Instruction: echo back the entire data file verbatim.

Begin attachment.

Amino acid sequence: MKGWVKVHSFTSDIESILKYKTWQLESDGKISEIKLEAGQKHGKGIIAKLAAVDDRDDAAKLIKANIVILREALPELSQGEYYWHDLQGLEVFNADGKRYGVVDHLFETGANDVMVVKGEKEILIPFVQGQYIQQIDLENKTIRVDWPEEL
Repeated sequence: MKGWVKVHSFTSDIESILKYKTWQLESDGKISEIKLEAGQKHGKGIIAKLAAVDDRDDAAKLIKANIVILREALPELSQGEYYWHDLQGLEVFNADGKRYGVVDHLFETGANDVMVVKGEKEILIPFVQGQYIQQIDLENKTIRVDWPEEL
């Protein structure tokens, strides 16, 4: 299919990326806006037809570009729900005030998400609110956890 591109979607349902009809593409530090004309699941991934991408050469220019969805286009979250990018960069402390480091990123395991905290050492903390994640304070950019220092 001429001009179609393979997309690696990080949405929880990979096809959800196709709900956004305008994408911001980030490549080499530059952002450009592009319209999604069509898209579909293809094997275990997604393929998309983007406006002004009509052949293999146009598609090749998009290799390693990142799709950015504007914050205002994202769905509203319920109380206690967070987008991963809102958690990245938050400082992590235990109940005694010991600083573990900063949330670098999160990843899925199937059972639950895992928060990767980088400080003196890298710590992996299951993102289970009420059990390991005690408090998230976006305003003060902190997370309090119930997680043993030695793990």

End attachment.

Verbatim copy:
Amino acid sequence: MKGWVKVHSFTSDIESILKYKTWQLESDGKISEIKLEAGQKHGKGIIAKLAAVDDRDDAAKLIKANIVILREALPELSQGEYYWHDLQGLEVFNADGKRYGVVDHLFETGANDVMVVKGEKEILIPFVQGQYIQQIDLENKTIRVDWPEEL
Repeated sequence: MKGWVKVHSFTSDIESILKYKTWQLESDGKISEIKLEAGQKHGKGIIAKLAAVDDRDDAAKLIKANIVILREALPELSQGEYYWHDLQGLEVFNADGKRYGVVDHLFETGANDVMVVKGEKEILIPFVQGQYIQQIDLENKTIRVDWPEEL
């Protein structure tokens, strides 16, 4: 299919990326806006037809570009729900005030998400609110956890 591109979607349902009809593409530090004309699941991934991408050469220019969805286009979250990018960069402390480091990123395991905290050492903390994640304070950019220092 001429001009179609393979997309690696990080949405929880990979096809959800196709709900956004305008994408911001980030490549080499530059952002450009592009319209999604069509898209579909293809094997275990997604393929998309983007406006002004009509052949293999146009598609090749998009290799390693990142799709950015504007914050205002994202769905509203319920109380206690967070987008991963809102958690990245938050400082992590235990109940005694010991600083573990900063949330670098999160990843899925199937059972639950895992928060990767980088400080003196890298710590992996299951993102289970009420059990390991005690408090998230976006305003003060902190997370309090119930997680043993030695793990």